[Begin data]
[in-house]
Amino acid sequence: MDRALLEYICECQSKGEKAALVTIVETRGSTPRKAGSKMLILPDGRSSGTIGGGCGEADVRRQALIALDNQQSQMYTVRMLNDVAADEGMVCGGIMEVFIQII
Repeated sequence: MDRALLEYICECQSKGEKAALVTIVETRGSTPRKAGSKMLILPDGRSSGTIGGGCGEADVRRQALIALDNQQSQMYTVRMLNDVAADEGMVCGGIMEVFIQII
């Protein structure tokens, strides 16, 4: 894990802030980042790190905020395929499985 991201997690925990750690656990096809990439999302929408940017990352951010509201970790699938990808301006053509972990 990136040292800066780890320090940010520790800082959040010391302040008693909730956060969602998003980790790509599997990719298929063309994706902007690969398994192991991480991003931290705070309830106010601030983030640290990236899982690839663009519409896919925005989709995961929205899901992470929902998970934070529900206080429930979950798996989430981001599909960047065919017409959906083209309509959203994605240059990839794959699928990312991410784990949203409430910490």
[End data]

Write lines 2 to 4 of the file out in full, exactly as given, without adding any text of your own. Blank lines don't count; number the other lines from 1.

Amino acid sequence: MDRALLEYICECQSKGEKAALVTIVETRGSTPRKAGSKMLILPDGRSSGTIGGGCGEADVRRQALIALDNQQSQMYTVRMLNDVAADEGMVCGGIMEVFIQII
Repeated sequence: MDRALLEYICECQSKGEKAALVTIVETRGSTPRKAGSKMLILPDGRSSGTIGGGCGEADVRRQALIALDNQQSQMYTVRMLNDVAADEGMVCGGIMEVFIQII
């Protein structure tokens, strides 16, 4: 894990802030980042790190905020395929499985 991201997690925990750690656990096809990439999302929408940017990352951010509201970790699938990808301006053509972990 990136040292800066780890320090940010520790800082959040010391302040008693909730956060969602998003980790790509599997990719298929063309994706902007690969398994192991991480991003931290705070309830106010601030983030640290990236899982690839663009519409896919925005989709995961929205899901992470929902998970934070529900206080429930979950798996989430981001599909960047065919017409959906083209309509959203994605240059990839794959699928990312991410784990949203409430910490």